The dessert featured marshmallow ice cream, a homemade graham cracker-like cookie, marshmallow fluff charred by a blowtorch, and a chocolate sauce halfway between hot fudge and syrup.

I swore I would only have a few bites. For research purposes. Yeah, that flew out the window pretty quickly.

The Little Goat was a lot of fun and it’s a great place to get a high-end meal on a budget. And for solo travelers, the diner counter is perfect!

Kimchee & Bacon & Eggs & Pancakes Asian Style Breakfast Tasty Thing, $13. S’mores Semifreddo, $8.

Pizano's Pizza

Diving Into Chicago Pizza

There is so much to learn about Chicago pizza! After hearing rave reviews from my friends Cailin and Steph, I booked myself on the Original Chicago Pizza Tour. We visited four different pizzerias over the course of a few hours (Pizano’s, Flo & Santo’s, Pequod’s, and Piece, though the offerings change each day of the week).

I’m not going to lie — this was one tour where I felt a bit awkward to be a solo traveler. Perhaps because there was also a big family group and everyone else was paired up. I didn’t connect with anyone until fairly late in the tour.

(Side note: I was staying at my friend Wren’s apartment in Chicago, and she has a cat named Pizza and a pizza necklace. I was tempted to borrow her necklace for the tour — but yeah, showing up alone to a pizza tour while wearing a pizza necklace would have made things a million times more awkward! Where’s my champagne?)

Other than that, the tour was great. Our guide, Jonathan, was a curmudgeon and a half. The history and trivia was fascinating. The pizza was mostly awesome (except for Piece — turns out New Haven-style pizza is not my thing at all. How can you sleep at night without putting mozzarella on your pizza?!), and I was pleased to sample several kinds of Chicago pizza in a short period of time.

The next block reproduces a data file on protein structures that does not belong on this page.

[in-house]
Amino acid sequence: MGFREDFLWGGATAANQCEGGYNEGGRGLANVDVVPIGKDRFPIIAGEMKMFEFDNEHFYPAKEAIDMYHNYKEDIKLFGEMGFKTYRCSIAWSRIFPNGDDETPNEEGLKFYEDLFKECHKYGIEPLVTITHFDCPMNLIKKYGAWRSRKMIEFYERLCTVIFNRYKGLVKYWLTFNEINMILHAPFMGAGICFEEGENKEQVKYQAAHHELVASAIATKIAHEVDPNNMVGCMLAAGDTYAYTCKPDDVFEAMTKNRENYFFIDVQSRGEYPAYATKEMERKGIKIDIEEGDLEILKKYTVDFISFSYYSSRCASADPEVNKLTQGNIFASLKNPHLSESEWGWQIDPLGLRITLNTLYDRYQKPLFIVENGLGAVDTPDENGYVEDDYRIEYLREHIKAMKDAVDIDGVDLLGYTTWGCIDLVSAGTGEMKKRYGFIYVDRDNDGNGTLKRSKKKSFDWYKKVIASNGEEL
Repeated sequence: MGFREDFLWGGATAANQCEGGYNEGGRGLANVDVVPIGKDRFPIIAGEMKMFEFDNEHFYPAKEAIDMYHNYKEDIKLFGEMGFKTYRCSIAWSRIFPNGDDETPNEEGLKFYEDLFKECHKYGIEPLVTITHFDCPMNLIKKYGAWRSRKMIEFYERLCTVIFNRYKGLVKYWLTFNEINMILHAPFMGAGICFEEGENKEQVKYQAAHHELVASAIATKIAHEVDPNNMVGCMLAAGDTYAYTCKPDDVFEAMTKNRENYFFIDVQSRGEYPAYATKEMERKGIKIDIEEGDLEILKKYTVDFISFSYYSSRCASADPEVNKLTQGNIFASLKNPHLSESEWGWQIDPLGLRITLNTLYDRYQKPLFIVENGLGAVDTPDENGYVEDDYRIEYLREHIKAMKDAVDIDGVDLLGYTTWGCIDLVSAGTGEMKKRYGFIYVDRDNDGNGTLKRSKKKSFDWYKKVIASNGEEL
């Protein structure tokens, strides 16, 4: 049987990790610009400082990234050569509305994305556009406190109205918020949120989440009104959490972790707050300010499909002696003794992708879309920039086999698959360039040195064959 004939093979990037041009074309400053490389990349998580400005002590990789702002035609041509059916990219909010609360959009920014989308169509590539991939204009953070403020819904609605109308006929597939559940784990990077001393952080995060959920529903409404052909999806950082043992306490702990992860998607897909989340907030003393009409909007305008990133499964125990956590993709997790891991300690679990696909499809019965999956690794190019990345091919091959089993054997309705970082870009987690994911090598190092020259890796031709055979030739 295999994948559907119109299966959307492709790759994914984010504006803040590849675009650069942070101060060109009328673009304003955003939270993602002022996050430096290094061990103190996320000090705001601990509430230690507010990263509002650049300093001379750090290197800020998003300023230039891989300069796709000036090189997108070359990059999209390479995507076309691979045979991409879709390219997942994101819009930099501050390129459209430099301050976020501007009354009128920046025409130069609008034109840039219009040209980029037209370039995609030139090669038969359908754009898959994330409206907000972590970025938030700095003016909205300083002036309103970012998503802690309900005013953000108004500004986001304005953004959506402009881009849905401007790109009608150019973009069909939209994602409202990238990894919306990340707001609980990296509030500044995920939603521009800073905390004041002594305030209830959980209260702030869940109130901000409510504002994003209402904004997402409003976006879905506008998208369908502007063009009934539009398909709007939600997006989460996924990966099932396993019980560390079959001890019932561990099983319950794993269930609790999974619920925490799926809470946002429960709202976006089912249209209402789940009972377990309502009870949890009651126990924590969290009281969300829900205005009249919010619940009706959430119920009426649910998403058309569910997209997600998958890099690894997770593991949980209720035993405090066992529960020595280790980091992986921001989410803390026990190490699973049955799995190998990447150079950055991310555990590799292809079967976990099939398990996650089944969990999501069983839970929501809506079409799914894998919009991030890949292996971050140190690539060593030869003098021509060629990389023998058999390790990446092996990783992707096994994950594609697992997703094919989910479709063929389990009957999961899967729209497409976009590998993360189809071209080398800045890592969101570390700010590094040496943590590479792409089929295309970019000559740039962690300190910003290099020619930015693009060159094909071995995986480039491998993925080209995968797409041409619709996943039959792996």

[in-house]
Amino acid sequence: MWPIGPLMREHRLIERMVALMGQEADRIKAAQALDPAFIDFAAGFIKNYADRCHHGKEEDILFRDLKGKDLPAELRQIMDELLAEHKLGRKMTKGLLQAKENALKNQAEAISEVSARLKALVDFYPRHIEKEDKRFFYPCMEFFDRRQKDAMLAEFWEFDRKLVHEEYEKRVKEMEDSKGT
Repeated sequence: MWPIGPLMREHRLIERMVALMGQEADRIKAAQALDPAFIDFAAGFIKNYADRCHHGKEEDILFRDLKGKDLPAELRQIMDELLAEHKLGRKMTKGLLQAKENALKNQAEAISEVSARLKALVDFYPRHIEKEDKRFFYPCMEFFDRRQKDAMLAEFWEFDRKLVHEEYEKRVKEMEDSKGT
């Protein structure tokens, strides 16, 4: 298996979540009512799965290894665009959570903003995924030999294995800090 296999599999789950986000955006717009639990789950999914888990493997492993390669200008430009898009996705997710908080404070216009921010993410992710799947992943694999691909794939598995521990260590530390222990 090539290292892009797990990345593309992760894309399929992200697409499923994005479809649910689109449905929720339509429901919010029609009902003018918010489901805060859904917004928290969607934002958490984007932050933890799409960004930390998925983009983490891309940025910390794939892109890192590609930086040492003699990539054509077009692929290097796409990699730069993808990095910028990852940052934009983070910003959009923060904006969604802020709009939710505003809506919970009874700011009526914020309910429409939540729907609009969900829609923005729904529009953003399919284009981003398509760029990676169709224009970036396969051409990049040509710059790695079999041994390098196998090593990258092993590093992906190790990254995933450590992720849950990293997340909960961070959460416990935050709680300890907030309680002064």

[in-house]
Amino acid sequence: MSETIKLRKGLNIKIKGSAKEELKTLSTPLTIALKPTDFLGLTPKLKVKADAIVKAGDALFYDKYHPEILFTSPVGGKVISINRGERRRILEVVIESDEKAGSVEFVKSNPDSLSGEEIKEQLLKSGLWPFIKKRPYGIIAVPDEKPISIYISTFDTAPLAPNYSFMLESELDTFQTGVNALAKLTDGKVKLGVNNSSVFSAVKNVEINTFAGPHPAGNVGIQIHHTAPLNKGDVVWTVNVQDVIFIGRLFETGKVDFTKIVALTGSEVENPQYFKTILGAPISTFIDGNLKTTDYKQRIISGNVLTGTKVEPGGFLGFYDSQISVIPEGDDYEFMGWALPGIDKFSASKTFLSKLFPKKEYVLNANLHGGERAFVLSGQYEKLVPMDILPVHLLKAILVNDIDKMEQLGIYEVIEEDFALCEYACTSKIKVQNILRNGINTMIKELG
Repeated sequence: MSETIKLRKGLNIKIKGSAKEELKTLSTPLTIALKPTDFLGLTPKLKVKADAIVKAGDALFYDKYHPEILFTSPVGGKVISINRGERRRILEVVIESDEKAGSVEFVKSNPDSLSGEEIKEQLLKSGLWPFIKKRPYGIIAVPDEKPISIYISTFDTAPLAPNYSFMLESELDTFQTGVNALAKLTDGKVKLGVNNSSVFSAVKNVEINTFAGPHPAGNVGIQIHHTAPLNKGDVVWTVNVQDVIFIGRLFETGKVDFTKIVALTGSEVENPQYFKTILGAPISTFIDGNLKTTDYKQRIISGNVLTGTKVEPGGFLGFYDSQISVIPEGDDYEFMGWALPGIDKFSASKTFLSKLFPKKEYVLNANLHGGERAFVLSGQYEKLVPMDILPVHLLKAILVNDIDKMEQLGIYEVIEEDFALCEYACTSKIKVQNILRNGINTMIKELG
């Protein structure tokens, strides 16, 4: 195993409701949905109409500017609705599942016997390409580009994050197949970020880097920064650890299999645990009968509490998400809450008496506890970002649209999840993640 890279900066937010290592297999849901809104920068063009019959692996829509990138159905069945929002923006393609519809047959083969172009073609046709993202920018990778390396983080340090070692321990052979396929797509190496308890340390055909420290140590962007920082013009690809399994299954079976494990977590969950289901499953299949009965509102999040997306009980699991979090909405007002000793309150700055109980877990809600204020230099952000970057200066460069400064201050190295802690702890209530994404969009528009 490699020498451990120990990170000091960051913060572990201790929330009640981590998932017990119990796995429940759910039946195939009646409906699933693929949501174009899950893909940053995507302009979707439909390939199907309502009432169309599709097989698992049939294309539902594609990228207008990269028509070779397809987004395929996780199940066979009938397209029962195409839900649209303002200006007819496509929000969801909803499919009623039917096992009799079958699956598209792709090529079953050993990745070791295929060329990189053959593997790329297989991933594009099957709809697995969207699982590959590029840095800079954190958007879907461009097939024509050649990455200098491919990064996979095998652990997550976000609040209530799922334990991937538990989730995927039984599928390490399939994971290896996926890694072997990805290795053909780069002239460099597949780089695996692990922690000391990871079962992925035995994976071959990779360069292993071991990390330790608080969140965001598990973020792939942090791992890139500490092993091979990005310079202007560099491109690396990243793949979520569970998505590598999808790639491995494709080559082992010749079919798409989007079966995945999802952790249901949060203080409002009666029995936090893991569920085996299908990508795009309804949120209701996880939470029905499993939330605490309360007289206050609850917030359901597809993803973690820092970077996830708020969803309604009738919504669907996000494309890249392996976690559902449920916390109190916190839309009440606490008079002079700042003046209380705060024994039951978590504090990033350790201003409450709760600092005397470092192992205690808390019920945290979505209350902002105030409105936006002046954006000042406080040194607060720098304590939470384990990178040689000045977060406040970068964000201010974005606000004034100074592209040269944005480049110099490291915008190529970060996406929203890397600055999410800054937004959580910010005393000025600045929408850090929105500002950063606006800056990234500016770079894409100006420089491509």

Cailin’s review and Steph’s review have a lot more details on the tour. GO HUNGRY, whatever you do!

Pequod's Pizza

Deep Dish in a Dive Bar: Pequod’s

I tried a few varieties of deep dish and my favorite overall was at Pequod’s, a tiny dive bar named after the ship in Moby Dick.

Deep dish is like a casserole — a very thick crust topped with lots of sauce, cheese, and toppings. Pepperoni is the most popular pizza topping in America, but sausage is the most popular topping in Chicago!

I think it was the sauce at Pequod’s that I loved — it had a wonderful, robust mix of spices, a big contrast to the lighter sauce on the deep dish at Pizano’s.

Pequod’s signature is layering mozzarella on the bottom of the crust, so it rises up and caramelizes (even burns) along the edges. Don’t complain that your pizza is burnt — this pizza is turnt!

Personal pan pizza, $7.45. Toppings are $0.50-1.20 extra.

Flo and Santo's Pizza

Polish-Italian Fusion Pizza: Flo & Santo’s

I’ve never been to an American city with a big Polish population before; the only time I’ve eaten in the very Polish Greenpoint neighborhood of Brooklyn, I had Thai food. (Wince.)

Between that and having never been to Poland (egregious travel oversight alert!), I’m not too familiar with Polish cuisine — but I really liked the fusion fare that I had here.

Flo & Santo’s brings together Chicago’s Polish and Italian dishes with a twist — putting them on Chicago South Side-style pizza! The Flo’s Polish pizza features kielbasa, sauerkraut, and applewood-smoked bacon. The Marco’s Italian Beef pizza is a take on the Chicago Italian beef sandwich and features shaved beef, giardiniera, caramelized onions, and fire-roasted tomatoes.